Quotes of Note
“How much pain they have cost us, the evils which have never happened.” – Thomas Jefferson
“I would rather a dollar be in your pocket or my pocket for us to spend the way we want it to than us as a state be taking it and trying to spend it differently.” – Terry England, Georgia House of Representatives’ Appropriations Committee chairman
“Collecting more taxes than is absolutely necessary is legalized robbery.” – Calvin Coolidge
March 18: “Brexit: The Good, the Bad and the Messy,” a noon Policy Briefing Luncheon focusing on the United Kingdom at the end of nearly a half-century of European Union membership. Join Andrew Staunton, British Consul-General in Atlanta, and Zilvinas Silenas, President of the Foundation for Economic Education (FEE) and former President of the Lithuanian Free Market Institute, for a discussion moderated by Kyle Wingfield. Wingfield was a Brussels-based correspondent for The Wall Street Journal before moving to Atlanta. Georgian Club. Registration and networking at 11:30; event begins at noon. $35. Information, registration here.
April 22: “Second Chance Month Celebration,” a noon Policy Briefing Luncheon with Tony Lowden, Executive Director of the Federal Interagency Council on Crime Prevention and Improving Reentry. Second Chance Month was launched in April 2017 by Prison Fellowship to celebrate brighter futures for those who have repaid their debt to society. Blue Room at the Georgia Freight Depot. Registration and networking at 11:30; event begins at noon. $35. Information, registration here.
April 30: Join the Georgia Public Policy Foundation and National Review Institute for “The Socialist Fantasy,” a noon Policy Briefing Luncheon with keynote speaker Ramesh Ponnuru, NRI Senior Fellow, on Thursday, April 30, at the Georgian Club. Registration and networking at 11:30; event begins at noon. $35. Information, registration here.
Registration deadline: Advance voting begins March 2 for the March 24 Presidential Preference Primary. The last day to register to vote in Georgia is Monday, February 24. The primary will be the first time voters statewide use Georgia’s new secure paper-ballot. Click here to register or check your voter registration.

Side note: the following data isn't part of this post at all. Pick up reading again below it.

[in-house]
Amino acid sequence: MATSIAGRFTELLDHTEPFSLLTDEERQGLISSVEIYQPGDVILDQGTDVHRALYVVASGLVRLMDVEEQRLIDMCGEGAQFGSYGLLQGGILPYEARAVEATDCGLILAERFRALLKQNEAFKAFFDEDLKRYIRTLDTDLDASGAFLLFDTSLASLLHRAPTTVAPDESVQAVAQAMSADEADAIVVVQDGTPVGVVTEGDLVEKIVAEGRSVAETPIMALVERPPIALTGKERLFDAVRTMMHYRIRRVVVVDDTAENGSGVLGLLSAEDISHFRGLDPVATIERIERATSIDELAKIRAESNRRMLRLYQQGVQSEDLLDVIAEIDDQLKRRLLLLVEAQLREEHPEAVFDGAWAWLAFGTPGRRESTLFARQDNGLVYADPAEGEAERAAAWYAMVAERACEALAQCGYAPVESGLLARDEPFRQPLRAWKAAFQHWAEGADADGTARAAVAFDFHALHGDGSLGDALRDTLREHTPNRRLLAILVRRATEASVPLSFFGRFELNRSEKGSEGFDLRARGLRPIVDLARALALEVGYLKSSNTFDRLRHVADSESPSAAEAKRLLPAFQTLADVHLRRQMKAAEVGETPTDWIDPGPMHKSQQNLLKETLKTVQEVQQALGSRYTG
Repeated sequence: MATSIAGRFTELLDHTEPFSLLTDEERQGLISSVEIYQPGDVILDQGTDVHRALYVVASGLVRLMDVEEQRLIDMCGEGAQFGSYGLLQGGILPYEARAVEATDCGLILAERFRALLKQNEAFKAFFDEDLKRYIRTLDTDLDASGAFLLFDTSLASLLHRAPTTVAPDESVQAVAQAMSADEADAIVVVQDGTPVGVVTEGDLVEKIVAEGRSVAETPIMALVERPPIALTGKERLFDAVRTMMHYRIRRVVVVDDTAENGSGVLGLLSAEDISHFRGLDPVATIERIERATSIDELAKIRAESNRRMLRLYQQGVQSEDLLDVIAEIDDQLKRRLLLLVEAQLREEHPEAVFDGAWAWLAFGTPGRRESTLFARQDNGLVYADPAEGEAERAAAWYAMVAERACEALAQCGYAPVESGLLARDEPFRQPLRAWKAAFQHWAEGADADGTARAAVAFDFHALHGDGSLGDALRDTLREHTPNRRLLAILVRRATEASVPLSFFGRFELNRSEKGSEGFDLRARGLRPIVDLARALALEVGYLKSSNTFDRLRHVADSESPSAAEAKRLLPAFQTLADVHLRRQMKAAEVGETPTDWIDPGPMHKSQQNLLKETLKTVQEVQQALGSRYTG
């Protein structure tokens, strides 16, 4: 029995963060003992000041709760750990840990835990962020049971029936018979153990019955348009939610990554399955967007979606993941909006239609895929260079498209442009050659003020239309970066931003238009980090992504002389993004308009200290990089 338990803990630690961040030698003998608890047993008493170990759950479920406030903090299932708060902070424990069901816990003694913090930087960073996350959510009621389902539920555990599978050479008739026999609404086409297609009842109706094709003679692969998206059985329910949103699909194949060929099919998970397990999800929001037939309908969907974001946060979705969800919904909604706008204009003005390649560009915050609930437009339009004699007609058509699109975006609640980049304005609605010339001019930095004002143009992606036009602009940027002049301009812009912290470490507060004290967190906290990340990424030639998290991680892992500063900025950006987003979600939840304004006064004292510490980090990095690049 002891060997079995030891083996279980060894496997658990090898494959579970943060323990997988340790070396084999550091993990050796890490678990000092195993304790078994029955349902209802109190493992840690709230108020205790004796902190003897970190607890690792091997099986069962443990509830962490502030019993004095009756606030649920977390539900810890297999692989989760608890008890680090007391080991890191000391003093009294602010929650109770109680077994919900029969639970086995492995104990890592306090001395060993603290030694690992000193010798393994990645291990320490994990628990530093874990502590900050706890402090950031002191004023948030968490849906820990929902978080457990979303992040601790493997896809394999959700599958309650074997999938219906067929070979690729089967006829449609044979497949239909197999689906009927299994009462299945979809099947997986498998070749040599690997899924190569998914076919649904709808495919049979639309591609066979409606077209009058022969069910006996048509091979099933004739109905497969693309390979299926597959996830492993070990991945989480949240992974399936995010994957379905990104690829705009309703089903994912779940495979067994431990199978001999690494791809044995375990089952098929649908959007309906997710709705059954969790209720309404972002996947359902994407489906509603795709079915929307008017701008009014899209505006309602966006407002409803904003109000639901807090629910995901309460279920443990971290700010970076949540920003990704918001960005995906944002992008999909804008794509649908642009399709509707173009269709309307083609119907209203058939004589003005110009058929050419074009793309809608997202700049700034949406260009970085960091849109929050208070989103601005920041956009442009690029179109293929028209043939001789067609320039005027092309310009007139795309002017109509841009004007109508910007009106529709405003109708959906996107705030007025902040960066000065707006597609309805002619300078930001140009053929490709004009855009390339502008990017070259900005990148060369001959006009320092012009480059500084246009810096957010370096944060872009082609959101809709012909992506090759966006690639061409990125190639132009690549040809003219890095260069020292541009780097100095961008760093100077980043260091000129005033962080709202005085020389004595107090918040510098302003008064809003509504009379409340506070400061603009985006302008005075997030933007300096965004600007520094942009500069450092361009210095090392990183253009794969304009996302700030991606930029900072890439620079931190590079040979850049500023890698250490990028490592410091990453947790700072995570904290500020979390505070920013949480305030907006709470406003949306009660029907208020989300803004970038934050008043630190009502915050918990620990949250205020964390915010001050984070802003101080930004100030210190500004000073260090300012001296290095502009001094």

Budget: After taking a week off for committee budget hearings, the Georgia House has approved an amended FY 2020 budget that altered some of Gov. Brian Kemp’s proposed spending cuts. House leaders repeated their willingness to fulfill their 2018 plan for another state income tax rate cut this year. Next, the FY 2021 budget; Kemp had asked many state agencies to plan for 6% cuts. Source: Atlanta Journal-Constitution
Fasten your belts: A Senate measure would increase the fine for seat belt violations and require everyone in a passenger vehicle to buckle up. The bill would raise the fine from $15 to $75 for not wearing a seat belt, while the fine for adult drivers who allow children ages 8-17 to go unbuckled would rise from $25 to $125. For the first time in Georgia, adult passengers in rear seats would also be required to wear seat belts. Source: Atlanta Journal-Constitution
Priority: The Senate approved a bill that would require that foster care hearings are prioritized “over all other civil and criminal hearings and nonjury appearances in any other class of trial court,” and that case deadlines be tracked for reporting throughout the process. The bill would also allow the Department of Human Services to partner with private services in foster cases.
Moving: United Van Lines’ 43rd annual National Movers Study found about 51% of moves involving Georgia in 2019 were inbound and 49% were outbound. While 62% of the moves into Georgia were for job reasons, 55% of the moves out of Georgia were also job-related. Another 11% of inbound moves were for retirement purposes, while 15% of the outbound moves were for retirement. The nation’s top inbound destination was Idaho; the top outbound destination was New Jersey. Georgia neighbors South Carolina (5), Florida (8) and North Carolina (9) were among the top 10 destinations.